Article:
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Volume 7 - Opinions of Counsel SBEA No. 3

Opinions of Counsel index

Municipal corporations exemption (county hospital) (portion leased to doctors for private practices) - Real Property Tax Law, § 406:

That portion of a county owned hospital which is leased to doctors for their private practices is not entitled to exemption pursuant to section 406 of the Real Property Tax Law.

A building formerly used as a county hospital is being converted into offices for physicians. The county will be leasing this space to a medical college which will in turn lease the space to various doctors who will be treating both hospital and private patients in the offices. It is estimated that approximately 65% of the doctors’ practices will be for their private patients. Our opinion is requested concerning the taxable status of the facility.

Subdivision 1 of section 406 of the Real Property Tax Law provides that real property owned by a municipal corporation within its corporate limits held for a public use is exempt from taxation and from special ad valorem levies and special assessments to the extent provided in section 490 of that Law. Since a county is a “municipal corporation” as that term is used in section 406(1) (see, Real Property Tax Law, § 102(10)), and the property in question is located within the county, the question of taxable status is dependent on whether the property is deemed to be “held for a public use.”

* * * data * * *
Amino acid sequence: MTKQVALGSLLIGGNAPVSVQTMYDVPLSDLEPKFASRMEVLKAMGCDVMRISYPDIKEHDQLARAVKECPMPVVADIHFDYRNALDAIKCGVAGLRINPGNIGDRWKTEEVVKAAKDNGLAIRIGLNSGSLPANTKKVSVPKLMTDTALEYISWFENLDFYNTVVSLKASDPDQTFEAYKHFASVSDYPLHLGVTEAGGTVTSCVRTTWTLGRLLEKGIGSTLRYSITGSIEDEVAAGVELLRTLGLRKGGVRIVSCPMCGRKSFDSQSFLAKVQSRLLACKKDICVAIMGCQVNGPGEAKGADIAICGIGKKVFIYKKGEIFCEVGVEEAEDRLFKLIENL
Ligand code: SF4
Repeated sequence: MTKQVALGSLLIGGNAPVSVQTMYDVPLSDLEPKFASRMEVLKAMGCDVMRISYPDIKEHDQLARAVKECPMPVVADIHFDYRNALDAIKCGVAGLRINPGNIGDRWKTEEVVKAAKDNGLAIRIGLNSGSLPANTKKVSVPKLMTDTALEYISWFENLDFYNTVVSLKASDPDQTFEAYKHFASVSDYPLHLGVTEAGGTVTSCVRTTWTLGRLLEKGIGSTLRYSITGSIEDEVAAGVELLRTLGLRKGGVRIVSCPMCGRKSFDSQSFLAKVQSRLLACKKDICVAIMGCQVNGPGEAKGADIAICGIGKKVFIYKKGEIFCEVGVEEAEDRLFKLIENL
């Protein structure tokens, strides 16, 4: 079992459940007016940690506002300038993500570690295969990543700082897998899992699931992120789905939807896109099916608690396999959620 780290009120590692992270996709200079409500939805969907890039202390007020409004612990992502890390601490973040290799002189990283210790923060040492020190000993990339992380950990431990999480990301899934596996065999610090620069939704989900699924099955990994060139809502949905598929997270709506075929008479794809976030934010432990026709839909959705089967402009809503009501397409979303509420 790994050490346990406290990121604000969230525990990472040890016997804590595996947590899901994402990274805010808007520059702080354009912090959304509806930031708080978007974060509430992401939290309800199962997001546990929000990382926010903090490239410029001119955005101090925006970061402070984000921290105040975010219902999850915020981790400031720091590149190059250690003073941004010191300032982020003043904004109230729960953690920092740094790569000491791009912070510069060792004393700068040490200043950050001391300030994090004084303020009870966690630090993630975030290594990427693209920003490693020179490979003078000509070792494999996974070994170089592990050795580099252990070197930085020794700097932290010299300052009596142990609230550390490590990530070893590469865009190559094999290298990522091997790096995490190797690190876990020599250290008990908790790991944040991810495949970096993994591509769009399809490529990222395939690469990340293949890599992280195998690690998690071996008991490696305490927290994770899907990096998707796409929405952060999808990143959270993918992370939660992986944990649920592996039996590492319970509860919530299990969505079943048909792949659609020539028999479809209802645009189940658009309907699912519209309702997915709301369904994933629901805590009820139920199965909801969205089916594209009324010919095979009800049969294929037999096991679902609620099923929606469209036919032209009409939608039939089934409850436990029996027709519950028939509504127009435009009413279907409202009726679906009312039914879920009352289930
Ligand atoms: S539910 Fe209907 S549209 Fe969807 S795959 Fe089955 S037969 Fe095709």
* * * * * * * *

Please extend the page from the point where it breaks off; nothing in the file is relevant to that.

The leading case concerning section 406(1) is Town of Harrison v. County of Westchester, 13 N.Y.2d 258, 196 N.E.2d 240, 246 N.Y.S.2d 593 (1963), wherein the Court discussed the “public use” requirement as follows:

Although what comprises “a public use" within the meaning of the statute “has never been defined with exactitude” and “must necessarily depend upon the peculiar circumstances of each case”, it has been said, and most appropriately, that “‘Held for a public use,’ in this connection, means that the property should be occupied, employed, or availed of, by and for the benefit of the community at large, and implies a possession, occupation and enjoyment by the public, or by public agencies.” (County of Herkimer v. Village of Herkimer, 251 App. Div. 126, 128, 295 N.Y.S. 629, 634, affd. 279 N.Y. 560, 18 N.E.2d 854.) (13 N.Y.2d at 263.)